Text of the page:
Sapphire's RV570 Pics

"Sapphire finished its first dual Crossfire card on a single printed circuit board (PCB). Read on to find out more..."

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News <script type="text/javascript" src=""></script> Posted 11/01/07
Author: PV5150
Source: The Inquirer

Sapphire logo

SAPPHIRE has finished its first dual Crossfire card on a single printed circuit board (PCB) and it is currently being displayed at CES 2007. The card utilises a bridge chip to make the two chips work together. The card sports: dual power connectors; 2 x DVI and 2 x VGA display out's, and is apparently as long as Nvidia's 8800GTX. The Sapphire X1950 PRO DUAL also appears to be cooled by a solution not far removed from the 7900 GTX cooler.

Both chips are clocked at 580MHz and we are talking about two RV570 chips with 36 "shaders" each. The card has 2 x 512 MB of memory working at 1400 MHz and we seen it in action running the 3Dmark. We haven’t seen the scores as the driver is unready, but the card should get to sample stage by February time. It has a dual Crossfire internal connector, so you should be able to stitch two of these cards together making the quad work. Hopefully.

X1950 Pro Dual naked

X1950 Pro Dual

Feel free to discuss this product in our forum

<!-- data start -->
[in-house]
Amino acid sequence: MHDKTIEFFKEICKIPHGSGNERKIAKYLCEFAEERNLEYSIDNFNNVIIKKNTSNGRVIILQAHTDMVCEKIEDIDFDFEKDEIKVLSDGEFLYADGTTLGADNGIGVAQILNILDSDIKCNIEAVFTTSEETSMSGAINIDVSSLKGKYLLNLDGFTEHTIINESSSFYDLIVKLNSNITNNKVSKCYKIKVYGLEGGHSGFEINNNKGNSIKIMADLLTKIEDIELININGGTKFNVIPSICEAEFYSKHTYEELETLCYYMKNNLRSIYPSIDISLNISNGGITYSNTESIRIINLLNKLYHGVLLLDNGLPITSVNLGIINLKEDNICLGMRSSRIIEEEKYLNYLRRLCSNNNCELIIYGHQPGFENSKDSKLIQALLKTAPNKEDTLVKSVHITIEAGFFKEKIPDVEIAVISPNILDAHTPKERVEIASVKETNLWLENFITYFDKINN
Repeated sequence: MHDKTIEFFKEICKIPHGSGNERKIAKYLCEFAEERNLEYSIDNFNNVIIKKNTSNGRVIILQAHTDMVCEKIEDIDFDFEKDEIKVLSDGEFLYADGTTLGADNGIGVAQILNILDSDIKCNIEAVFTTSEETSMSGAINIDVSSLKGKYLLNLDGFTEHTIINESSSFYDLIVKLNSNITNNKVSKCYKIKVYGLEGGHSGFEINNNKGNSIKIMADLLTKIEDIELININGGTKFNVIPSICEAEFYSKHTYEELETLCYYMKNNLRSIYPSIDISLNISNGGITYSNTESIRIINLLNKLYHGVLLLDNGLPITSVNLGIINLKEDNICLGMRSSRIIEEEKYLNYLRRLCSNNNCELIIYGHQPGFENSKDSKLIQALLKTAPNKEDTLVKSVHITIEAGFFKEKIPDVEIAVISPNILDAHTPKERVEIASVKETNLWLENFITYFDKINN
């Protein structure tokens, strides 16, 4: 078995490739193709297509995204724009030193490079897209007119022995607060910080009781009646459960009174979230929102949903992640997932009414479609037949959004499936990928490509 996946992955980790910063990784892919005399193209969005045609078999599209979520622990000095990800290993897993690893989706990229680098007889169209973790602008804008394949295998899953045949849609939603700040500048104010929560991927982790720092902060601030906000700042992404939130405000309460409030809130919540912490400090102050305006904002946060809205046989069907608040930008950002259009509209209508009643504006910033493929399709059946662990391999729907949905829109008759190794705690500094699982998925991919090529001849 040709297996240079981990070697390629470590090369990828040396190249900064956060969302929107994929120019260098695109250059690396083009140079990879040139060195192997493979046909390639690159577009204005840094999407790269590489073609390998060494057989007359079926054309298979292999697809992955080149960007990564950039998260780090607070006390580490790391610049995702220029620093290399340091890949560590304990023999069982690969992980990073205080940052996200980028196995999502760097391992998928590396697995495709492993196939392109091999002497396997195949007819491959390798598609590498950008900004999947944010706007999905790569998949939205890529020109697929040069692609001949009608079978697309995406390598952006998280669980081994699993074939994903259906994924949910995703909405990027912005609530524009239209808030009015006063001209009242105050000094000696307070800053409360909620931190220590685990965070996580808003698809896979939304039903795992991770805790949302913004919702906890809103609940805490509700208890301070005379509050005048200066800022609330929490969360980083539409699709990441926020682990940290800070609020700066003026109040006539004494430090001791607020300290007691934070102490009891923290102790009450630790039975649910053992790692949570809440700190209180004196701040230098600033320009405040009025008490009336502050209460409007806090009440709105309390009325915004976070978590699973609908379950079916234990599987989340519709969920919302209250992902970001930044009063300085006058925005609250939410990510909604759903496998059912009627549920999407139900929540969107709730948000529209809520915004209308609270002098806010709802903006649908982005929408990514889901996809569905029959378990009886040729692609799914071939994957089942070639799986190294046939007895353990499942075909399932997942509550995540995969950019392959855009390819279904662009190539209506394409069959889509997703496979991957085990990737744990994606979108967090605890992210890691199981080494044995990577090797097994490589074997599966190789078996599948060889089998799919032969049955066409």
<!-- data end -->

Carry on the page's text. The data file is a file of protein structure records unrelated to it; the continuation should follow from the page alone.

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Most Recent Comments

10-01-2007, 14:16:11

Memory manufacturer Kington Technology has released a new PC9600 Memory module with a clock of 1.2Ghz. Read on in the news article. Feel free to discuss below...

10-01-2007, 14:24:50

I wish I has money right now.. :(

10-01-2007, 14:31:35

You should see a review on these very shortly :)

10-01-2007, 15:05:46

I will be looking forward to that!

10-01-2007, 15:06:36

are there many motherboards that support this?

10-01-2007, 15:13:56

I hope they work for Intel cpu's as well, don't know how/why certain RAM is made for one or the other but it's not cool if it is AMD only.


(yeah, wish I had the money for higher rated memory...)

10-01-2007, 15:36:13


are there many motherboards that support this?

Well strictly speaking, no motherboards 'support' this. A lot of motherboards don;t even officially support ~DDR2-8000.

But if the board is capable of high FSB's or has some decent memory dividers, then you should be able to run it at that speed without problems. It's really just designed to give you oodles of overclocking headroom.

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